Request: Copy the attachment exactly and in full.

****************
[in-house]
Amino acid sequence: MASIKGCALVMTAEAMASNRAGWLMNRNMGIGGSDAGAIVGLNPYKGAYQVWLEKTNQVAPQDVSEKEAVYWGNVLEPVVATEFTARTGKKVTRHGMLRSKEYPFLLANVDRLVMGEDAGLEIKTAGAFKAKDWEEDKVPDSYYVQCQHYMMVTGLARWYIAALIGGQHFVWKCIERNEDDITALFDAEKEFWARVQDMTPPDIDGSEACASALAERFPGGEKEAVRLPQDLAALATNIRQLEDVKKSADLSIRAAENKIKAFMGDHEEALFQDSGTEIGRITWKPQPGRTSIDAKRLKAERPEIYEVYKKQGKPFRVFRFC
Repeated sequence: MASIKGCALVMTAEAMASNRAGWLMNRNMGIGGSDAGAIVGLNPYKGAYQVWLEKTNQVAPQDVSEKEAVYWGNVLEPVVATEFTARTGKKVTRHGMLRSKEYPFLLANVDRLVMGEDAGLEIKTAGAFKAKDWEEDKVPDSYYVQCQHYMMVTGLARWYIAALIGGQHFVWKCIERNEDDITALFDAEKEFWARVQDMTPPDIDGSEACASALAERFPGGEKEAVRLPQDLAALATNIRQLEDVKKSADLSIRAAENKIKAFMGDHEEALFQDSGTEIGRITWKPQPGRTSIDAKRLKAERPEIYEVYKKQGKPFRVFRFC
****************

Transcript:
[in-house]
Amino acid sequence: MASIKGCALVMTAEAMASNRAGWLMNRNMGIGGSDAGAIVGLNPYKGAYQVWLEKTNQVAPQDVSEKEAVYWGNVLEPVVATEFTARTGKKVTRHGMLRSKEYPFLLANVDRLVMGEDAGLEIKTAGAFKAKDWEEDKVPDSYYVQCQHYMMVTGLARWYIAALIGGQHFVWKCIERNEDDITALFDAEKEFWARVQDMTPPDIDGSEACASALAERFPGGEKEAVRLPQDLAALATNIRQLEDVKKSADLSIRAAENKIKAFMGDHEEALFQDSGTEIGRITWKPQPGRTSIDAKRLKAERPEIYEVYKKQGKPFRVFRFC
Repeated sequence: MASIKGCALVMTAEAMASNRAGWLMNRNMGIGGSDAGAIVGLNPYKGAYQVWLEKTNQVAPQDVSEKEAVYWGNVLEPVVATEFTARTGKKVTRHGMLRSKEYPFLLANVDRLVMGEDAGLEIKTAGAFKAKDWEEDKVPDSYYVQCQHYMMVTGLARWYIAALIGGQHFVWKCIERNEDDITALFDAEKEFWARVQDMTPPDIDGSEACASALAERFPGGEKEAVRLPQDLAALATNIRQLEDVKKSADLSIRAAENKIKAFMGDHEEALFQDSGTEIGRITWKPQPGRTSIDAKRLKAERPEIYEVYKKQGKPFRVFRFC